Cameroon Tribune, 8th of May 2020 edition
Comments collected by Jocelyne Ndouyou-Mouliom and Aicha Nsangou
1. Mr Director-General, the Head of State has just released 19 measures to ease the restrictions imposed in the fight against Covid-19. About 10 of them are tax-related. Your administration was probably involved in the development of these measures, what are the prerequisites that led to their validation?
Tax measures are indeed prominently included in the support mechanism for businesses and households, decided by the President of the Republic, His Excellency Paul BIYA, and made public by the Prime Minister, Head of Government. These tax measures are the culmination of a process that involved the authorities, as part of a participatory approach, assessing the impact of the crisis on businesses, and then identifying possible solutions, to examine them, to evaluate them and finally to make choices. Since the outbreak of the crisis, under the leadership of the Minister of Finance, the tax administration has engaged consultations with the entire private sector through socio-professional groups (GICAM, ECAM, MECAM, CCIMA, APECCAM, Filière Bois, ASAC, CAFCAM, AMCHAM, SYNDUSTRICAM, Hôtellerie, Cimenterie, Association des Bayam Selam, Plateforme des Syndicats des Transporteurs, etc.). As a sign of the times, most of these consultations took place via videoconferencing for obvious reasons. The main aim was to gather from the main players in the economy, their assessment of the crisis, its impact on their
activities, and their proposals for support measures expected from the authorities
In addition to this dialogue with the private sector, the tax administration has, thanks to the videoconferencing system, actively participated in numerous initiatives to exchange and mutualize best tax practices in response to Covid launched by international partners such as the OECD, the IMF, the African Tax Administration Forum (ATAF) and the Tax Administration Leaders’ Circle of Reflection and Exchange(CREDAF).At the end of all these consultations, the first observations made showed that the Cameroonian companies were affected, to varying degrees, by the crisis due in particular to the slowdown in economic activity at the international and national level, and the implementation of the first round of response measures. The consultations made it possible in this respect to identify the sectors most affected by the crisis, in particular the hotel industry, transport, companies whose activities are outward-looking; but also those which are less or very little. All the proposals identified were then examined and submitted to the authorities according to the various scenarios of the crisis.
2. To decipher in a specific way these measures, how to understand the one that concerns the suspension under the 2nd quarter 2020 of general accounting audits, except in case of suspicious tax behavior. What does that mean?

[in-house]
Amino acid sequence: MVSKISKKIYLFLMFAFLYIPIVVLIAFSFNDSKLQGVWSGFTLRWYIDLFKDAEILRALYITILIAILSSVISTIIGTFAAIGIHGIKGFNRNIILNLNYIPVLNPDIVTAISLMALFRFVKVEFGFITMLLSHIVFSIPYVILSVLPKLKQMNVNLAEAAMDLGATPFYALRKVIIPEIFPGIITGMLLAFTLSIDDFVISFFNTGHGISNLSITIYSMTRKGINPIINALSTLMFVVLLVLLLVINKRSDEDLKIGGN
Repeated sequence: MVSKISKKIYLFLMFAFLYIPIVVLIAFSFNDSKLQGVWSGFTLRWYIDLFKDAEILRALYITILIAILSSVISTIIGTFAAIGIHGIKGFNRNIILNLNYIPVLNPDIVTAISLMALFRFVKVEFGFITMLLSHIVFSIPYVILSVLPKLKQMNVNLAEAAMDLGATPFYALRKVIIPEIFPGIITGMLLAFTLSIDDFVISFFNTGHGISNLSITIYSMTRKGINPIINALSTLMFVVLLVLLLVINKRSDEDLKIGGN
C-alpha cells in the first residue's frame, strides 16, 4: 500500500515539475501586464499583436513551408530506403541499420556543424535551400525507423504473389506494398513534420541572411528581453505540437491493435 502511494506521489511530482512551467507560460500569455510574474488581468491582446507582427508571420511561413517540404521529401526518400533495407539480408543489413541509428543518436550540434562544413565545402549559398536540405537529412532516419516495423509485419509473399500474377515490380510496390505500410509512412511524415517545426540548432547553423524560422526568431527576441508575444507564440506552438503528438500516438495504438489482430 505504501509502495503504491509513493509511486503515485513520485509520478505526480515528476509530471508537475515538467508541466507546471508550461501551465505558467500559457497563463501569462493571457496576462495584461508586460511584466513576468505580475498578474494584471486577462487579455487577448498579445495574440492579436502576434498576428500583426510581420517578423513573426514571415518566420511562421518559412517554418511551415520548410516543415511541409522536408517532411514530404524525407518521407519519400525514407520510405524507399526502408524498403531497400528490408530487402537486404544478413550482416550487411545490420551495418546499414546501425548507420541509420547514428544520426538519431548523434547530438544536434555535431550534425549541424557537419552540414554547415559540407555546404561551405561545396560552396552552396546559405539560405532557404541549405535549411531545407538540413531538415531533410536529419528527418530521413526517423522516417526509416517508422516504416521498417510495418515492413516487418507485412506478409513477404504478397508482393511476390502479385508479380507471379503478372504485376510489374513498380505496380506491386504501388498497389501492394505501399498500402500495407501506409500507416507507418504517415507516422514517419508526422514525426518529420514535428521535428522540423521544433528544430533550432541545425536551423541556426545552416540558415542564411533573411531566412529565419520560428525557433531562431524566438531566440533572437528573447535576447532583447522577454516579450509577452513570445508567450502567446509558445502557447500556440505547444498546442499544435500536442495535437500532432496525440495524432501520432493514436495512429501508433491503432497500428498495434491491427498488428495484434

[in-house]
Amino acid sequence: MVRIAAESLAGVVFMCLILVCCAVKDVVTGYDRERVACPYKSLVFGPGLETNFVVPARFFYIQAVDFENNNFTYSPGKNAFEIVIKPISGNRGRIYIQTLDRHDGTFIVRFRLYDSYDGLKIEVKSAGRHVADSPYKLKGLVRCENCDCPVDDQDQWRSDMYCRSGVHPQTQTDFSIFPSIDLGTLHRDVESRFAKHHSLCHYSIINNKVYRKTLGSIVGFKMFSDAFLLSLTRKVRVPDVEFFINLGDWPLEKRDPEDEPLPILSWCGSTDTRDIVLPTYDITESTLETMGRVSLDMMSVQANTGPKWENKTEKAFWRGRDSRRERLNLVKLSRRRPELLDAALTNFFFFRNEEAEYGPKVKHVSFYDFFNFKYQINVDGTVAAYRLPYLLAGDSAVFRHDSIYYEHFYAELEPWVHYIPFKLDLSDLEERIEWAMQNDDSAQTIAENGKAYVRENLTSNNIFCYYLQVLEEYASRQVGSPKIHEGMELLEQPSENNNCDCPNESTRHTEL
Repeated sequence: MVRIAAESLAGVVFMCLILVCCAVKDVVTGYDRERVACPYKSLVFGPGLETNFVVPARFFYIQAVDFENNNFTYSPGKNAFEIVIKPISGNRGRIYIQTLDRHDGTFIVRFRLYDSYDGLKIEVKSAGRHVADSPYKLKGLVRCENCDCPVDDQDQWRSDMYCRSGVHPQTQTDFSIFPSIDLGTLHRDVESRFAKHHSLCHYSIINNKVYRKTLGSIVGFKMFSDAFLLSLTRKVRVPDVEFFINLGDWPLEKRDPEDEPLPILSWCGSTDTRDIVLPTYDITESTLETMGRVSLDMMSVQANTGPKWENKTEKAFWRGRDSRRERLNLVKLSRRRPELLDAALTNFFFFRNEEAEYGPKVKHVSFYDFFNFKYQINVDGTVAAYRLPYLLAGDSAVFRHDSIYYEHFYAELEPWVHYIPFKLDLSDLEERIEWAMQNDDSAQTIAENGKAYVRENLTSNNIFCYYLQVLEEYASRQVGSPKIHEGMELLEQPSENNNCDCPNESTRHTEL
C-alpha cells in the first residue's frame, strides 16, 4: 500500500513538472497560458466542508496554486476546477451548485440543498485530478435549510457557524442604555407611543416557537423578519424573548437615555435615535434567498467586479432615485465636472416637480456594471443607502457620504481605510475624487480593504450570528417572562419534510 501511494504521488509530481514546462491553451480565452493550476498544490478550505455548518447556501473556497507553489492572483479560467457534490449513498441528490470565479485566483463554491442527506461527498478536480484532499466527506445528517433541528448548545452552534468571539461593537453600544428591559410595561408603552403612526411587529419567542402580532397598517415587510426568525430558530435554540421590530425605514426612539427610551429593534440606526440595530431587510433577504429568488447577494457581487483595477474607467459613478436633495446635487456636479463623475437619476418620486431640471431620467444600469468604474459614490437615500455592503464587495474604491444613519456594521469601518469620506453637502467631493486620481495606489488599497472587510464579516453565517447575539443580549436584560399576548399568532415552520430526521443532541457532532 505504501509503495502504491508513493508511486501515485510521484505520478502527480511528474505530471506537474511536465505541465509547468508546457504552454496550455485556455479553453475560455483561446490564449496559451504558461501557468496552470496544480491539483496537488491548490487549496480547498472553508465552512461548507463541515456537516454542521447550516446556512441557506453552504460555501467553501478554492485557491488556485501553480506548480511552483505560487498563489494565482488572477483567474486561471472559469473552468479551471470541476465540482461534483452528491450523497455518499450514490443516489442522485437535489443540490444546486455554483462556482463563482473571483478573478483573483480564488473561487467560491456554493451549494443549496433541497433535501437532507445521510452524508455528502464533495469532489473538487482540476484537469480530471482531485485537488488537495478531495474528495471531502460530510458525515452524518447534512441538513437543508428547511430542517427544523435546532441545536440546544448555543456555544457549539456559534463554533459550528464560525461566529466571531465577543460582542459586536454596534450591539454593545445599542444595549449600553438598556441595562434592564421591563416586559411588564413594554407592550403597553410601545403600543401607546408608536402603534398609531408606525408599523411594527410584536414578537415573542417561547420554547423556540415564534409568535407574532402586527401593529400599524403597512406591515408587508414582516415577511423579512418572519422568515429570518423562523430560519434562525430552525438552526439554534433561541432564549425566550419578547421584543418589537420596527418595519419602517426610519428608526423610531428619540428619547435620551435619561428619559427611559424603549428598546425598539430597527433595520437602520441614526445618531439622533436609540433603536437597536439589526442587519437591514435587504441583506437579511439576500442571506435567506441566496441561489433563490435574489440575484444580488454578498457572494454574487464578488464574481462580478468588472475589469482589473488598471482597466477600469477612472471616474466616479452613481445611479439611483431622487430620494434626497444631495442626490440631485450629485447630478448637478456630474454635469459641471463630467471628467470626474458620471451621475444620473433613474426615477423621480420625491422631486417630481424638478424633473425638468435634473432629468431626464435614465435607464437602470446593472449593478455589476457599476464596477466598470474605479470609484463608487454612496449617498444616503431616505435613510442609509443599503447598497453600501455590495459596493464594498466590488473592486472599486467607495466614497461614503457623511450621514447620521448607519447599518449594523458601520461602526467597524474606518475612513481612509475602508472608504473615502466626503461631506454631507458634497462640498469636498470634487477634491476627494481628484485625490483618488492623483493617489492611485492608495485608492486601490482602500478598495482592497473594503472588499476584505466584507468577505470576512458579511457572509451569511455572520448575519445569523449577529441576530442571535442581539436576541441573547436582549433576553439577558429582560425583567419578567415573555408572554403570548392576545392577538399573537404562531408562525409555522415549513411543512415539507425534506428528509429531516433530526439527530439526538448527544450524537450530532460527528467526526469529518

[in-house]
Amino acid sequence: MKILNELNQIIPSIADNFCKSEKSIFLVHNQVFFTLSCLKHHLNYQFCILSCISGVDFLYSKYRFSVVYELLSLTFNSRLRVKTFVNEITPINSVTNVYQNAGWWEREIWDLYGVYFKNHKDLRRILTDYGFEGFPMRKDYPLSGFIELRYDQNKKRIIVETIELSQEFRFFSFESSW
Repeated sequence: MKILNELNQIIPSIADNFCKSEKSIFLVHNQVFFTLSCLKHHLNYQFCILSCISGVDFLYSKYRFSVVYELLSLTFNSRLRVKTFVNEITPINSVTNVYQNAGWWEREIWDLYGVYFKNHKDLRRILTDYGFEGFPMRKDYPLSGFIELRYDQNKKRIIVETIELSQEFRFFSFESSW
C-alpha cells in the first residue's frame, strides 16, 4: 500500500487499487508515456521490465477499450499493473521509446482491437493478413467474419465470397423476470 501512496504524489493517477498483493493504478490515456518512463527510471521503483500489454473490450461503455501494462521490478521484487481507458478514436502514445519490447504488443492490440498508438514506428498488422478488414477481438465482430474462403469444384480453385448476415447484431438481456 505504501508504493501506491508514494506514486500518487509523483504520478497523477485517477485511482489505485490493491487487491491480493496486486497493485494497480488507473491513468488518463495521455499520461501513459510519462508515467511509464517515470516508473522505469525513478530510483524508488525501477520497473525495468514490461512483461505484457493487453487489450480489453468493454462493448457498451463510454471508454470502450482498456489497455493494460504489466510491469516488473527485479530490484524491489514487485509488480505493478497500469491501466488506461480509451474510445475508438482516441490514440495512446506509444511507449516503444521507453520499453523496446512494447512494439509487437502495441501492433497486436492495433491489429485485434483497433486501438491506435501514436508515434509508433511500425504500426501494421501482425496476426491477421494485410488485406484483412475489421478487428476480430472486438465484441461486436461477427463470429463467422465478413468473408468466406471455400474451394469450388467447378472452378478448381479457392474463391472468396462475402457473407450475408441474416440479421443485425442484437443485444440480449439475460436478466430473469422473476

In a tax reporting system such as ours, it is the taxpayer who freely reports the activities he or she has carried out over a period of time and the amount of tax payable. In order to prevent this freedom from giving rise to abuse, tax checks are regularly carried out and often result in corrections of the declarations previously subscribed; this makes it possible to restore the equality of all before the tax.
In view of the impact of the crisis on the treasury of companies, the authorities wanted to exempt them from accounting checks which, by their nature, are likely to give rise to immediate payments of additional taxes. Since these accounting checks are on-the-spot checks within the undertakings, the requirement to comply with the rules on distance-sharing has also reinforced the authorities in taking this measure.
It should be noted, however, that this suspension does not apply in the case of suspicious tax behavior; that is, where a company bears a strong suspicion of fraud or of undermining its declarations. This safeguard makes it possible to limit the abuses and windfall effects that would not only deprive the State of resources but would also promote distortions between citizens’ taxpayers and those who are not.
3.This refers to the extension of the deadline for filing statistical and tax returns without penalties for the payment of the corresponding balance. What was the originally planned date and what will be done in case the payment has already been made?
The deadline for submitting statistical and tax returns (FSD) is 15 March of each year. Taking into account the difficulties that the companies may have encountered in subscribing to this declaration within this period, in the context of the current health crisis, the authorities granted them an extension of time to comply with this tax obligation without incurring penalties. Certainly, to date, some companies had already been subject to late filing penalties for their DSF. However, with the penalty relief that has just been granted, those companies to which penalties have been applied will be cancelled outright, and for those who have already paid them, they will receive a competitive tax credit, which can be carried forward to future payments. I would point out that it is this approach that will apply to all those who had already paid taxes in the second